Understanding the Ear and Hearing Loss

 
http://www.nidcd.nih.gov/health/hearing/noise

The ear has 3 sections:

 

Outer Ear: Pinna and Ear canal

 

Middle Ear: Ear Drum, Middle ear space, and the ossicles (malleus, incus and stapes)

 

The Inner Ear:  The Cochlea, The Vestibule and the Semi-circular Canals.

(The Semi-circular Canals are part of the Balance System)

 

Sound energy (vibration) travels through the air from a sound source

and is captured and directed into the ear canal by the pinna.

The sound travels through the ear canal to the ear drum, and vibrates the ear drum.

The vibration of the ear drum is transmitted through the middle ear space by the chain of ossicles  (the malleus, incus and stapes) to the oval window of the cochlea.

 

Vibration of the stapes at the oval window creates movement in the fluid inside the cochlea and stimulates the hair cells in the cochlea to produce electrical signals that travel up the auditory nerve to the brain.

 

Conductive Hearing Loss is caused by obstruction, infection or damage between the outer ear and the oval window of the cochlea. Sound is blocked before it gets to the normal Cochlea or Inner ear. Conductive Hearing loss is frequently treatable by medical or surgical means.

 

Damage in the cochlea or along the auditory nerve will cause Sensorineural hearing loss. This type of hearing loss is not repairable by medicine or surgery but often will benefit from hearing aids. Consult your pediatrician and audiologist.

 

Psst!   For a more detailed look at how hearing works, and hearing loss, see the following sites:

http://www.babyhearing.org/HearingAmplification/HearingLoss/earworks.asp

http://www.hearinglosseducation.com/Hearing/114.asp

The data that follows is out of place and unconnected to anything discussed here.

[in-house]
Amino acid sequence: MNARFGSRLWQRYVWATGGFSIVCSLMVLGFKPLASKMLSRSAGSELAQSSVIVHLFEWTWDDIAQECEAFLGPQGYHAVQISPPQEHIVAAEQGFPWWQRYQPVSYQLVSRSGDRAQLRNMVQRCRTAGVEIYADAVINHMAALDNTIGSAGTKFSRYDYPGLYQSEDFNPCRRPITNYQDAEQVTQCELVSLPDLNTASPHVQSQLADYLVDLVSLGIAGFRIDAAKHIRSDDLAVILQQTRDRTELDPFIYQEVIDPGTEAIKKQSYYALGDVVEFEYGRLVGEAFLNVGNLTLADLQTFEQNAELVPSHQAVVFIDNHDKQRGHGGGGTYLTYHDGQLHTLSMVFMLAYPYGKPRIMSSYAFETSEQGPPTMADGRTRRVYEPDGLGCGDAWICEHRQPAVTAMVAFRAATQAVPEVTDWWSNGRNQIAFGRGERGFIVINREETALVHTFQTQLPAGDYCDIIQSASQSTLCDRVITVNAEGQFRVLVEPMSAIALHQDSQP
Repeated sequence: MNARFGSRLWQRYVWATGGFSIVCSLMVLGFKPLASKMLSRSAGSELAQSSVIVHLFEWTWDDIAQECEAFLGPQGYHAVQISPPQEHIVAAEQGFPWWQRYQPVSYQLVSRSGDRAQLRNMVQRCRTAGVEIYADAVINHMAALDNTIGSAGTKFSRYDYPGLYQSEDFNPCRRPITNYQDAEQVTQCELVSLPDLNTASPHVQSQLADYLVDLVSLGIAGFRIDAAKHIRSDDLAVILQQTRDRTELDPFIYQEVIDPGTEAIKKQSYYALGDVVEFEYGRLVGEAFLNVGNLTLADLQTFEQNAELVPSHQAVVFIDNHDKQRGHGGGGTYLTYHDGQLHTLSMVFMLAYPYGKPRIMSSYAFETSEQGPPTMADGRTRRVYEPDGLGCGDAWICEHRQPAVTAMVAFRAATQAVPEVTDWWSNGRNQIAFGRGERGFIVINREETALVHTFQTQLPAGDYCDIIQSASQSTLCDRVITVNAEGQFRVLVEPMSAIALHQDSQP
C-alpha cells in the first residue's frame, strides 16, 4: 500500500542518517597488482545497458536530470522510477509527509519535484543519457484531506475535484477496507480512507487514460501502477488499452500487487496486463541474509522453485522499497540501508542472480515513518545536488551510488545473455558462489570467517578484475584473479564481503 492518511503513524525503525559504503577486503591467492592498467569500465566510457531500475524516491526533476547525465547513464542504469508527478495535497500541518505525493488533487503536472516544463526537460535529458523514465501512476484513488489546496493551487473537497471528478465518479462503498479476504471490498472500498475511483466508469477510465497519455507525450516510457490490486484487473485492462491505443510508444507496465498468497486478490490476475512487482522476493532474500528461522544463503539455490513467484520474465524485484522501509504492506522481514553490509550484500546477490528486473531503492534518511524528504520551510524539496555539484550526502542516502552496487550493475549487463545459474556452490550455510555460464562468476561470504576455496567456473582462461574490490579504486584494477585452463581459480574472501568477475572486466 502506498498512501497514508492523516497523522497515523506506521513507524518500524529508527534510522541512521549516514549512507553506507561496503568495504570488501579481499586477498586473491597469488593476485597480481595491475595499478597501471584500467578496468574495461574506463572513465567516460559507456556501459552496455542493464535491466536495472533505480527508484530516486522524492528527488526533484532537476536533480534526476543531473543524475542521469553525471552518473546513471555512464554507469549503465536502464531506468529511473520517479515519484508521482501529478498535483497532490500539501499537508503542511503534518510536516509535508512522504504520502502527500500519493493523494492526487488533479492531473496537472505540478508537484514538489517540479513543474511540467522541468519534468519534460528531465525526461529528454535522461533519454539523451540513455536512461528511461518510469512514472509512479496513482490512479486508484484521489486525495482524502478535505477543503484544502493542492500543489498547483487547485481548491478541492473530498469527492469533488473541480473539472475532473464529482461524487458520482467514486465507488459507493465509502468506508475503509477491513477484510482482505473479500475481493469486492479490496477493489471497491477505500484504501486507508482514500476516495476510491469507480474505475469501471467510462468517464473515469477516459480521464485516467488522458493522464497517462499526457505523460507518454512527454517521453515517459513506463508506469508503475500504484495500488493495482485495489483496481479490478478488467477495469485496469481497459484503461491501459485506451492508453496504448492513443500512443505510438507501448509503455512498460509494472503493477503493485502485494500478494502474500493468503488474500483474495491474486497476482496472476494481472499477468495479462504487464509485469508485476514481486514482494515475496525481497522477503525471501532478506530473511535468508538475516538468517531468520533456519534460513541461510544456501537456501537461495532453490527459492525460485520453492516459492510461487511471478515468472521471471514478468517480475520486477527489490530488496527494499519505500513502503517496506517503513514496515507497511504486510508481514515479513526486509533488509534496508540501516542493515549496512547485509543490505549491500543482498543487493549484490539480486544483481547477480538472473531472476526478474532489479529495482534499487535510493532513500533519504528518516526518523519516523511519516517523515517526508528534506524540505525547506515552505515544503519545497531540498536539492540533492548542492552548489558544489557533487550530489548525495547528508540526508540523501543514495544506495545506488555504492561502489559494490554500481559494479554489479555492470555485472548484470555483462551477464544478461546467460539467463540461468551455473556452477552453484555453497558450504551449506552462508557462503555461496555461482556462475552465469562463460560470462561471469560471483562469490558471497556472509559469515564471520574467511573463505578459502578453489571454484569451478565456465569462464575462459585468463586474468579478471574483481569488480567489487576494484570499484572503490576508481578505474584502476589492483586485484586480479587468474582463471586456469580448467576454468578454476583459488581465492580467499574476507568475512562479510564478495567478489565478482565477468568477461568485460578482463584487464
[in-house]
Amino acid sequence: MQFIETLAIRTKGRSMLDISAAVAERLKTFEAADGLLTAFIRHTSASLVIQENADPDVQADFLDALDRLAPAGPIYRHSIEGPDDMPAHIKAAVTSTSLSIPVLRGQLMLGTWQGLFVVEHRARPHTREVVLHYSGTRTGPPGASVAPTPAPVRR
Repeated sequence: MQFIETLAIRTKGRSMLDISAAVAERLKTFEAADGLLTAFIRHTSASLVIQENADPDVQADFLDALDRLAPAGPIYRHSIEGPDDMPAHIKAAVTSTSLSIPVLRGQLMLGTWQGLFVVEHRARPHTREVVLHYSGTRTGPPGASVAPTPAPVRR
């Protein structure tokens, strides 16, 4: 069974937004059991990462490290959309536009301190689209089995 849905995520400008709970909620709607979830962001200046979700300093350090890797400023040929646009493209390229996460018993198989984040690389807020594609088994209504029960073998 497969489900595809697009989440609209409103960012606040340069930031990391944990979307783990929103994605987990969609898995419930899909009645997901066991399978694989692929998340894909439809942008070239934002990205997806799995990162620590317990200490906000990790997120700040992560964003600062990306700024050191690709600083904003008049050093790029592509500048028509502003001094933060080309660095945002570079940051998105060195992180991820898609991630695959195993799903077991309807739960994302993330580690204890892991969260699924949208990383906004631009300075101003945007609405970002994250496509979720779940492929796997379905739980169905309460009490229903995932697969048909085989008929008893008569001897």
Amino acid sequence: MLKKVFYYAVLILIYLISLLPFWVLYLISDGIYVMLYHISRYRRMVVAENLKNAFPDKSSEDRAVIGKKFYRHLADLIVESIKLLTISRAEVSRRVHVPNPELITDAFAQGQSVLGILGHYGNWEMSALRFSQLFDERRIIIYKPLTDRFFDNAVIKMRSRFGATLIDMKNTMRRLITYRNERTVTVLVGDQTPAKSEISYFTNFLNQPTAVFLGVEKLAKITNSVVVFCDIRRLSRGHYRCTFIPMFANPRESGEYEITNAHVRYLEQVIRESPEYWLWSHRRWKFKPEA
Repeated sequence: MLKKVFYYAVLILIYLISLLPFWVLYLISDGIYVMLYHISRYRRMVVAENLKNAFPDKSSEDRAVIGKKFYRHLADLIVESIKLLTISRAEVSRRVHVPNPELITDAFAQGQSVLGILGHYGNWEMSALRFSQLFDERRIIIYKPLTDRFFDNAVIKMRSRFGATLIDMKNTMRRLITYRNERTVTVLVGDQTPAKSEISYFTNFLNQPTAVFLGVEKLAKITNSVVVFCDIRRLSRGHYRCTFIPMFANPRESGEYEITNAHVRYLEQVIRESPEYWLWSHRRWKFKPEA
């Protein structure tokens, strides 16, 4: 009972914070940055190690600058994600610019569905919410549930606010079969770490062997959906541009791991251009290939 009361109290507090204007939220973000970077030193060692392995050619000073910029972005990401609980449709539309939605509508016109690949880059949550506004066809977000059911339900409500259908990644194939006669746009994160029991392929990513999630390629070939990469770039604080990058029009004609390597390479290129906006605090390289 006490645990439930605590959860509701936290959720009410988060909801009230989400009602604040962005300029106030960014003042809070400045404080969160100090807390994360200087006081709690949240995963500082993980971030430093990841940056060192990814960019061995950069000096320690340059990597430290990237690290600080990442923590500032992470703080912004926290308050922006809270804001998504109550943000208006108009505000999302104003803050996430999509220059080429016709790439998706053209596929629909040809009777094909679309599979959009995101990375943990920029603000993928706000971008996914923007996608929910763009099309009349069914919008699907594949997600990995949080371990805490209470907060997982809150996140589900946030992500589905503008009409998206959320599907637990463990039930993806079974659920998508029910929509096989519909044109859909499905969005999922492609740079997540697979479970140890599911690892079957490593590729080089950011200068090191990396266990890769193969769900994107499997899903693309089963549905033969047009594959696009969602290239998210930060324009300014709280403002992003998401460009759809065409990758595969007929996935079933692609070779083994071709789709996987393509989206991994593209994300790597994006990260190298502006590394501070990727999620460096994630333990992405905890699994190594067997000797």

http://www.howstuffworks.com/hearing.htm

 

AUDIOLOGY

If your child isn’t responding to sounds or speech, what should you do? 

Contact your child’s doctor about your concerns. Ask to be referred to an audiologist, since even slight hearing losses can delay speech and language development. It is important that an audiologist test your child’s hearing because an informal check to see if your child responds to a hand clap, or his/her name in the doctor’s office will not detect slight hearing losses or hearing loss in only one ear.

An audiologist is a specialist trained to test hearing in adults and children. They have the skills and the instruments to identify the type and severity of hearing loss and make the recommendations for your child’s specific needs.  

A hearing screening test doesn’t hurt and it can usually be done quickly and easily during one visit to rule out a hearing loss for your child.

If your child’s hearing screening test suggests a hearing problem, your child will be sent back to his/her doctor to be scheduled for a more in-depth audiological evaluation to find out just how well your child hears.

Your child has a hearing loss, now what?

Your audiologist will explain your child’s hearing loss, its type and degree.

 Some hearing losses can be treated by a doctor; for example ear infections or middle ear fluid.

 Some hearing losses can’t be treated medically. Most of these sensorineural hearing losses can usually be helped with amplification

 

Studies have shown that early identification and treatment provide the best chance for developing speech and oral language. The earlier the better! The type and degree of your child’s hearing loss will help determine which treatment options are right for your child and you. There are different options for treating hearing loss depending on its type and degree. Your audiologist will discuss the various choices that are available.